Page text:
On a world tour of the festival circuit for “The Son” in 2002, Luc and Jean Pierre Dardenne were approached by the film’s Japanese distributor to see if the drama, about the relationship between a father and the murderer of his son, could be included as part of a campaign in Tokyo against the death penalty.
“We agreed,” said Jean-Pierre, through a translator. “There was a judge for youth that told us a story about a child in Tokyo that she took care of and had done some pretty bad things when he became an adult. This child, who had no mother, was abandoned by his father. And his father said, ‘I’m going to come back’ and he never had. He waited for his father for years and years. So when we came back from Japan, my brother and I talked a lot about this child and we ended up creating the character of Cyril.”
A decade would pass before Cyril would reach the big screen in the Dardennes’ latest film “The Kid With a Bike,” but the restless young boy who has trouble allowing a kindly hair stylist to care for him when the memory of his father still lingers as his desired guardian has been transplanted from where the character was inspired in Japan to the brothers’ childhood home in Belgium. As Jean Pierre added, “I don’t know why, but all the characters we come up with and the people we can think of, we end up placing them back in this place of Seraing.”
In fact, all of the Dardennes’ films have taken place in and around the province since the start of their career in the ‘70s when after venturing to Brussels for their college education, they returned to Seraing and Liège, the steel towns connected by the Meuse River, to document the labor movement that took place in the recession-ravaged region. It was there that Luc and Jean-Pierre grew up watching the films of Bresson, Bertolucci and Truffaut in high school, though they maintain they were less influenced by the filmmakers than the place they grew up.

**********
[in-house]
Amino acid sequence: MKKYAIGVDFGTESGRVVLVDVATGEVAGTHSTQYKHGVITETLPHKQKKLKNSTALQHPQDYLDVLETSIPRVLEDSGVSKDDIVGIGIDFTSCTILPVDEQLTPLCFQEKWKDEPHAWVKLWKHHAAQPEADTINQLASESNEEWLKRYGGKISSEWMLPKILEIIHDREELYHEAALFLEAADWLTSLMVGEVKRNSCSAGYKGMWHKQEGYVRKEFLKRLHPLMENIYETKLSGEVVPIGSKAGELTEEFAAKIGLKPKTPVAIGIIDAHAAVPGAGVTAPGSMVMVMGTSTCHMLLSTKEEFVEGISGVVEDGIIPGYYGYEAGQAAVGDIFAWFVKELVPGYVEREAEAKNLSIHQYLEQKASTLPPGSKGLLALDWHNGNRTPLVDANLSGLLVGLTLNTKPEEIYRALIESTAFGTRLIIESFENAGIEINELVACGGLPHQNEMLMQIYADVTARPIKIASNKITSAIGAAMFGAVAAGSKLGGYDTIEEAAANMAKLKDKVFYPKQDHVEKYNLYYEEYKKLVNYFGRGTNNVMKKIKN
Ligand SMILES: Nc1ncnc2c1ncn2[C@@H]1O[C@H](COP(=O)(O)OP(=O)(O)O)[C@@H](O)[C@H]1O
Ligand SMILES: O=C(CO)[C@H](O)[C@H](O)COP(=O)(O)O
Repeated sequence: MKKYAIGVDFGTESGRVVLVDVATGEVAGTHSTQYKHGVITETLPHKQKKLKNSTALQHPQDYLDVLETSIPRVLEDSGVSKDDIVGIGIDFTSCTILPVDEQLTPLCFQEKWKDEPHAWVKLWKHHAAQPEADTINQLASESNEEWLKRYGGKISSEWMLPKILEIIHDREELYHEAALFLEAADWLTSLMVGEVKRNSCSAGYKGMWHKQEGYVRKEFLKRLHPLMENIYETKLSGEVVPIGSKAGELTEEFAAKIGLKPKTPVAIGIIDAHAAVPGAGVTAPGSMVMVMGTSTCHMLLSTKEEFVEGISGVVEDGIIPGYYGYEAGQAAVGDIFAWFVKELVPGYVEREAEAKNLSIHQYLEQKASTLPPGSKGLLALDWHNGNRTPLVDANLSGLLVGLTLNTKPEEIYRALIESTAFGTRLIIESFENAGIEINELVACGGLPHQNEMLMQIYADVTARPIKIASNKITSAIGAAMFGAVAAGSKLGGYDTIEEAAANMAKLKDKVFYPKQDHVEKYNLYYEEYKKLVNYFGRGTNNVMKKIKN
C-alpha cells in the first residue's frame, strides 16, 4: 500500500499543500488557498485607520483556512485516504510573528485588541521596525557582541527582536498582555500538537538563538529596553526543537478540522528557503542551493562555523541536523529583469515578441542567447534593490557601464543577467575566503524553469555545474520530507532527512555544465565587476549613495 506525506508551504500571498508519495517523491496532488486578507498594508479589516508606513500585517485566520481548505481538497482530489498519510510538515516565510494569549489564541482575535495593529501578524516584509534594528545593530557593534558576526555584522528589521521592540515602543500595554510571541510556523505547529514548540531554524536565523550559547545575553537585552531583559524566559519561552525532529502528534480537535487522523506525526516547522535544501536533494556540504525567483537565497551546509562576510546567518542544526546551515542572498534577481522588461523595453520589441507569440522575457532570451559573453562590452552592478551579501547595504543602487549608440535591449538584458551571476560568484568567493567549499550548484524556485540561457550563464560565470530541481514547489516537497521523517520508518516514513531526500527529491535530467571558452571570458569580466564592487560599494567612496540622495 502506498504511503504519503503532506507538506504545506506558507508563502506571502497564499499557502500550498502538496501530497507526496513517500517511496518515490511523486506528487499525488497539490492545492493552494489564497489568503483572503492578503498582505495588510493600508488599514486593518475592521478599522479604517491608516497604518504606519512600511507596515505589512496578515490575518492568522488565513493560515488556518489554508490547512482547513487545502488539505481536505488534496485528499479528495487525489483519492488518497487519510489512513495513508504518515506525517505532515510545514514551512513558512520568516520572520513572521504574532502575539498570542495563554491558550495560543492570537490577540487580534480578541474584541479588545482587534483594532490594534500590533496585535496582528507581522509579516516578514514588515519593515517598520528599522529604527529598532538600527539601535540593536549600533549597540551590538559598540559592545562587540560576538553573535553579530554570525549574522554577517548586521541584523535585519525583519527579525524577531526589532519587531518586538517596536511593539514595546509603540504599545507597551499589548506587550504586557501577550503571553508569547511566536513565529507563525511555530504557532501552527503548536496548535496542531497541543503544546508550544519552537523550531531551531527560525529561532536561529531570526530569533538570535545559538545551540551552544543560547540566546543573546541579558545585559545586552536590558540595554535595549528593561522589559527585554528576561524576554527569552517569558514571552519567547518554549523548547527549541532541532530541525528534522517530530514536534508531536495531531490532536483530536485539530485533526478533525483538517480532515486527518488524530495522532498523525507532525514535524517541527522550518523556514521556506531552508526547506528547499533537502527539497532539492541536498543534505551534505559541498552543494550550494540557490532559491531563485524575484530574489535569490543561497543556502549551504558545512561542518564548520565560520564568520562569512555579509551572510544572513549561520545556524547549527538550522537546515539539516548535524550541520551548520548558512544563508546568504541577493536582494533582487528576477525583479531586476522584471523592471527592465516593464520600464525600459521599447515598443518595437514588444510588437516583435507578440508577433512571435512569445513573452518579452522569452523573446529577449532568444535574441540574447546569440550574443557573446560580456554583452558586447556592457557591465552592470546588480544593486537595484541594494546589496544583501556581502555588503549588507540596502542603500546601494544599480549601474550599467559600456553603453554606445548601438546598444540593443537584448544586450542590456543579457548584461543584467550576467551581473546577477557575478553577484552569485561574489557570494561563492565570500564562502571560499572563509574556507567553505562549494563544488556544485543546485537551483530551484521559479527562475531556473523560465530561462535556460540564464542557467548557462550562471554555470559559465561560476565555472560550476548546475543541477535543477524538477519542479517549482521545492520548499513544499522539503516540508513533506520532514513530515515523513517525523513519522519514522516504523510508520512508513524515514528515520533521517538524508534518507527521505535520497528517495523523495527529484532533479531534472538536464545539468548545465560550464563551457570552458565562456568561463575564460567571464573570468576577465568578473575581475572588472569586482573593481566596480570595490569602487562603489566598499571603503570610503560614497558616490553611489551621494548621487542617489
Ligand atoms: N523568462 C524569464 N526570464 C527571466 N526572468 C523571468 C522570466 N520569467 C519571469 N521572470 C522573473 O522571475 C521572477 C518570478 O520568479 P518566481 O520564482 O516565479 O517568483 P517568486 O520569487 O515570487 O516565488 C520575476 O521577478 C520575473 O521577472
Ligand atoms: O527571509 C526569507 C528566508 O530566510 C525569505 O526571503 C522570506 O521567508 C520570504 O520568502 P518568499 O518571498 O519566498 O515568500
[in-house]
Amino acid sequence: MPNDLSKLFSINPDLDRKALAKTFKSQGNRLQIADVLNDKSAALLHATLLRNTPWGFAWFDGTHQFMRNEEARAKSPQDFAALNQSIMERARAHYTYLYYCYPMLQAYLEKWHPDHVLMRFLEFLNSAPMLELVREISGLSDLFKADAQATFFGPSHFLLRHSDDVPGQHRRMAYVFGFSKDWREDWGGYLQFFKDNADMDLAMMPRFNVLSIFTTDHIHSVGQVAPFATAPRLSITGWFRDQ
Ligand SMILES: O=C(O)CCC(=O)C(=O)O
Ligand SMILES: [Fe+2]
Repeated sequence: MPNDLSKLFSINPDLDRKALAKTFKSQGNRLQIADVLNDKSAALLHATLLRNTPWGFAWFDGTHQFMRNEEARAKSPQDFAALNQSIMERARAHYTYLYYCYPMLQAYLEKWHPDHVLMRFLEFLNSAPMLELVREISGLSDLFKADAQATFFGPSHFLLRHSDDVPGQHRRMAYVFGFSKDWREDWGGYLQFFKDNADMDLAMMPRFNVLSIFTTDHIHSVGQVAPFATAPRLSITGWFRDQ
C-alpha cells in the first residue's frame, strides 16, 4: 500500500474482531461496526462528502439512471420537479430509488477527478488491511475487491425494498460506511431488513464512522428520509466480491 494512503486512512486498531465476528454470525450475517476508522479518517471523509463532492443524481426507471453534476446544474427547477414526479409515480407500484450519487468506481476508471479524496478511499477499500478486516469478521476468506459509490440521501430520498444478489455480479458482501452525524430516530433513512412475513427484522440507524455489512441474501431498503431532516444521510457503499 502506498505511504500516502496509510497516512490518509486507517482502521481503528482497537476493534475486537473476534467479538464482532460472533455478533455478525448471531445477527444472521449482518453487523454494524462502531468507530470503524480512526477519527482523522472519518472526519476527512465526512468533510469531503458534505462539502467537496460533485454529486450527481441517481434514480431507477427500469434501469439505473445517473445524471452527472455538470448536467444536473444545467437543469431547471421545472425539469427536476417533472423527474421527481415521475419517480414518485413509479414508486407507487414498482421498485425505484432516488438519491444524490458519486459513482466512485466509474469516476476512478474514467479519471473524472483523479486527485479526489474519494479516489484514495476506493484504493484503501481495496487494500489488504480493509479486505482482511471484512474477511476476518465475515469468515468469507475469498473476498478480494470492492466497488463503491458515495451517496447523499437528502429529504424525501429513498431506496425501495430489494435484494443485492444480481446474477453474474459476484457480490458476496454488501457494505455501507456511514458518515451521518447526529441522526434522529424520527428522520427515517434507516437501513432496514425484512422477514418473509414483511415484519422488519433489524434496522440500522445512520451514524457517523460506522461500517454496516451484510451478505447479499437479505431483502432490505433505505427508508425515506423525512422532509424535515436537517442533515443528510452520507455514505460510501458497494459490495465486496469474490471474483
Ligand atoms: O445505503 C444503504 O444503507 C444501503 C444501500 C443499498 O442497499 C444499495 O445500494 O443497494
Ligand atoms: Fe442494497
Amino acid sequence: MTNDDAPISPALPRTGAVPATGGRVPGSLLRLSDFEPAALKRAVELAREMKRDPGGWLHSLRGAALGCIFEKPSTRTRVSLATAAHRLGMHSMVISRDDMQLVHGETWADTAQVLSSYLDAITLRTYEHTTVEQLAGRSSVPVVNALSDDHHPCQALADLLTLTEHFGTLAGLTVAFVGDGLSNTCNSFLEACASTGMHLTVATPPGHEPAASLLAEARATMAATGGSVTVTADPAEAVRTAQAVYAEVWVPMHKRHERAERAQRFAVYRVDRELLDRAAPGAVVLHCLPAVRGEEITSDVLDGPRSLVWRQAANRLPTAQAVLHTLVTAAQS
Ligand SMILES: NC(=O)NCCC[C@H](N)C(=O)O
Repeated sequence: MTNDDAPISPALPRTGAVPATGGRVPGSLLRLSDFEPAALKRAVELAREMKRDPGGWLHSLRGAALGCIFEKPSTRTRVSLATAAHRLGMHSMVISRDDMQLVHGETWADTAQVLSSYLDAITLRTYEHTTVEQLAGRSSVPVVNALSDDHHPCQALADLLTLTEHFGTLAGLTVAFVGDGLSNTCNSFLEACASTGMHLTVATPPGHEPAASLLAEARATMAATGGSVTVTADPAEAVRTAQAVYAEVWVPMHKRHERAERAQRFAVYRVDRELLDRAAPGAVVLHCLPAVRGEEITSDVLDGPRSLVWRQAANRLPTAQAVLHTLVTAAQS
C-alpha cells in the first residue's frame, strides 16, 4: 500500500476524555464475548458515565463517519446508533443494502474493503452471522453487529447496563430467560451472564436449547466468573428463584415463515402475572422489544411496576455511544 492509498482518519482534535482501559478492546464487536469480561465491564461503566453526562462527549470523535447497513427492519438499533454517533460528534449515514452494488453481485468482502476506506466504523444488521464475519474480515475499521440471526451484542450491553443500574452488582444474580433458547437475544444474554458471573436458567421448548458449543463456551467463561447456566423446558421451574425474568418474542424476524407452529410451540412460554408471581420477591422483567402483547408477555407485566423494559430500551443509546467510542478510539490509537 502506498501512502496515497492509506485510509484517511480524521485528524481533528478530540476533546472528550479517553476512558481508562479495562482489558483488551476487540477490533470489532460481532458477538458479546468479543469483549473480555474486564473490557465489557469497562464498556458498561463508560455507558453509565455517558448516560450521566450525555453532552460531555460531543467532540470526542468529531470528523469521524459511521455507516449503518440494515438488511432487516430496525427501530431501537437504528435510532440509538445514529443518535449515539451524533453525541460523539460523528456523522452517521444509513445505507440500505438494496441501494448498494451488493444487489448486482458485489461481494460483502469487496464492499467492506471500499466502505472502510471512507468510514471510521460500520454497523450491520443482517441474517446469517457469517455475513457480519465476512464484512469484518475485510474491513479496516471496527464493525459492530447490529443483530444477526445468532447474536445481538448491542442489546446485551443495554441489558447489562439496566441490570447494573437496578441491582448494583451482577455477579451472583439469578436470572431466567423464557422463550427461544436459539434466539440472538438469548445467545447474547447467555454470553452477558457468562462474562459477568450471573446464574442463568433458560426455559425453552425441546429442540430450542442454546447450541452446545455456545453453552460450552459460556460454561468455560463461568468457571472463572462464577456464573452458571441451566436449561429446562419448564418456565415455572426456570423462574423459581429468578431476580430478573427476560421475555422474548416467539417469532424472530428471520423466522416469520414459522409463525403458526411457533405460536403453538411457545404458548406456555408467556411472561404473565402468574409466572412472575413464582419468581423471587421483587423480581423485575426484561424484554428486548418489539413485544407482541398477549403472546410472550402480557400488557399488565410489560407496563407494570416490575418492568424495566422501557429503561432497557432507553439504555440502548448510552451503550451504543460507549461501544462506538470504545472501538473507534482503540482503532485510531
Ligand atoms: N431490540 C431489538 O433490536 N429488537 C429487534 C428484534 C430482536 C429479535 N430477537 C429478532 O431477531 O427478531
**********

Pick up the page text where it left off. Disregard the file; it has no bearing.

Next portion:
“I think what was important was the town,” Luc said, in reference to the inspiration for their latest film. “The city where we shoot our movies in Seraing, we saw it when it was alive, when there was a lot of intergenerational communication where it was a living city and when we came back 20 years later, it had been abandoned. There was no longer a train station. All the stores were closed. And that’s when we saw young people starting to appear that were very alone. A lot of unemployed, a lot of parents that were unemployed and no work for the kids.”
Of course, the Dardennes have changed that to some degree, not only by augmenting their casts with nonprofessional actors, but giving their stories an international platform. Films such as “Rosetta,” the 1999 drama that starred Émilie Dequenne as a young woman struggling to afford a better life, and “L’Enfant,” the 2005 film about a man (Jérémie Renier) caught in a quandary after scoring some quick cash by selling his newborn into adoption, showed the gritty underground of the industrialized town that in some ways time has left behind and with wins for the Palme d’Or at the Cannes Film Festival, each were guaranteed international notoriety. Yet their latest “The Kid With a Bike” presents the region in a kinder light, literally, using bright colors unfamiliar to their previous palette and, for the first time, even swells of music. As the two explained during the New York Film Festival, there was an easy answer for this newfound optimism.
“We film these people because we like to film these people,” Jean-Pierre concluded. “We like these people. I suppose we could tell similar stories that take place in other milieus. We have a lot of empathy — it’s not even political, it’s pre-political. I wouldn’t even say it’s because we come from the same background. That’s not it. We lived there about 10 years, so when we did our first documentaries, that’s where we did them with those people and that place. We worked in the working class district, we set up workshops where the kids could do drawings for sets and designs. It came from there. It came from our life and what we did before. When we think of making a movie, we always think of these people that we knew in Liège, Seraing and that part of the world.”